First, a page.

The Canadian Women Who Changed Trump’s Mind on Tariffs
Chrystia Freeland, Mary Ng, and Kirsten Hillman got the White House to do something rare: back down.
When the administration of U.S. President Donald Trump decided to reimpose tariffs on Canadian aluminum in August—claiming there was too much aluminum headed south to the United States—it looked like an electoral stunt. After all, two U.S. companies in red states key to Trump’s reelection had been actively pushing for tariffs’ return.
Given the stakes, Canadian policymakers thought it unlikely that the tariffs would be lifted before the Nov. 3 U.S. presidential election. Ottawa nevertheless tried to overturn Washington’s decision. And, surprisingly, it succeeded.
On Sept.15, Washington backed down. It was a Canadian victory in this latest tit-for-tat, won through skillful coordination and the imposition of countertariffs. And the negotiators credited with changing Trump’s mind? They’re all women.
“Yesterday’s decision by the U.S. administration to remove unjustified tariffs on Canadian aluminum was the right thing to do,” Canada’s Prime Minister Justin Trudeau said on Sept. 16. He thanked Deputy Prime Minister Chrystia Freeland, Minister of Small Business Mary Ng, and Ambassador to Washington Kirsten Hillman, the first woman to ever represent Canada in Washington, “for their hard work on this important issue.”
“We had a trio of formidable Canadian women who probably, just by chance, happened to be at the helm of the negotiating decision-making and influencing crossroads,” Jean Simard, the president of Canada’s Aluminum association, said. “Those women were very studious, knew their files like you only see people at that level, which gave them an edge.”
Freeland, the most well-known of the three, has been Ottawa’s resident problem-solver since the early days of the Trudeau government. She successfully renegotiated the United States-Mexico-Canada Free Trade Agreement (USMCA) while she was minister of foreign affairs and was recently appointed Deputy Prime Minister, a role in which she handles the sometimes tense relationship between Canada’s provinces. In August, Trudeau tapped Freeland to be minister of finance after the acting minister quit amid the government’s entanglement in a corruption scandal.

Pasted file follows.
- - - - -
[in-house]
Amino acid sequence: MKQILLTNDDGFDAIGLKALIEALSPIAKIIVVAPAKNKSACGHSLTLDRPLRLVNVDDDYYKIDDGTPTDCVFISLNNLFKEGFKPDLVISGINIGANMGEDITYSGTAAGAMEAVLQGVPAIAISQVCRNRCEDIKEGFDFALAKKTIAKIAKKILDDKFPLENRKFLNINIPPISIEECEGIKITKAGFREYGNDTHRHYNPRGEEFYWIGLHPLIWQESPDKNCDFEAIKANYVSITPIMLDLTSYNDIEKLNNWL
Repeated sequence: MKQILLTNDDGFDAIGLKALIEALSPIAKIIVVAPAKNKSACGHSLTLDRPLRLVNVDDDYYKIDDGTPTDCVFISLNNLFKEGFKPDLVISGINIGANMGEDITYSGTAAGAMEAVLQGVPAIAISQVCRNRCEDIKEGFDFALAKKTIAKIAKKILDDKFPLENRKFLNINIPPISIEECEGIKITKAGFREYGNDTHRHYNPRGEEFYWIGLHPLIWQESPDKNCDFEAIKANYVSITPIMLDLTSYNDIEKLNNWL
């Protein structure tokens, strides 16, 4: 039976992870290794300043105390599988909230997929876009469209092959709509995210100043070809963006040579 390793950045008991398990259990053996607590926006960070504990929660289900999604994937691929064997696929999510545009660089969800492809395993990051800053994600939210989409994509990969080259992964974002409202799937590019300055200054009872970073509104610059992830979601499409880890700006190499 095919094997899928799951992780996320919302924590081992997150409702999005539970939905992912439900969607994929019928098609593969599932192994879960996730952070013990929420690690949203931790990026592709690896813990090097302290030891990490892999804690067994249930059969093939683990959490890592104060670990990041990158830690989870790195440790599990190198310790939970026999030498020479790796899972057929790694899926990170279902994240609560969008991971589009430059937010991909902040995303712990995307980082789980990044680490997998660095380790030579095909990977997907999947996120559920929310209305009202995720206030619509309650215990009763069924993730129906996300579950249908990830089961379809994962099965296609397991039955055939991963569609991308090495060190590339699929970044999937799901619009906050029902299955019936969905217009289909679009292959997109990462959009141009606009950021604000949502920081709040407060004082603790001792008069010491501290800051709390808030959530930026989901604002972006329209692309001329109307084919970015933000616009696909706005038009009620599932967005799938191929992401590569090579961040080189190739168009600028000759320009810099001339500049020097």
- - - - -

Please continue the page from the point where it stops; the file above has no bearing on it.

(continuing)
Even after leaving the Foreign Affairs Ministry, Freeland has remained a fixture in U.S.-Canadian relations, so her involvement in changing Washington’s mind on aluminum tariffs was not surprising. But she didn’t do it alone. Rather, Freeland coupled her diplomatic expertise with issue-area knowledge of Ng and Hillman. Hillman, Canada’s ambassador in Washington, has a long résumé working on the U.S.-Canadian trade relationship; Ng is an experienced parliamentarian who inherited the Canadian government’s export promotion and small business portfolio in 2018.
Also critical of Washington’s August surprise was Catherine Loubier, Quebec’s representative in New York. Quebec is by far Canada’s largest aluminum producer; as such, aluminum is one of Loubier’s top priorities. (“In Quebec, it’s 30,000 jobs and 1,500 companies,” she said.) Well before the tariffs came into effect over the summer, she had launched a nationwide campaign in the United States.
Together, the women were able to speak with one voice to counter Trump’s claims that Canada was “taking advantage of us as usual,” and that Canada’s aluminum was a threat to national security.
Trump’s claims that Canada was taking advantage of the United States on aluminum relate to the pandemic. In June, Robert Lighthizer claimed that U.S. import of Canada’s aluminum “have surged above historical levels” from May 2019 to June 2020. Canada argues the surplus is circumstantial. Prior to the pandemic, in early 2020, export of Canadian aluminum to the United States decreased because of railroad blockades in Canada. When the pandemic hit, though, Canadian smelters—like those elsewhere in the world—didn’t shut down and continued to produce and export raw materials. What the U.S. administration didn’t take into account is that, while the export of raw Canadian aluminum did in fact increase over the summer, exports of other aluminum products fell.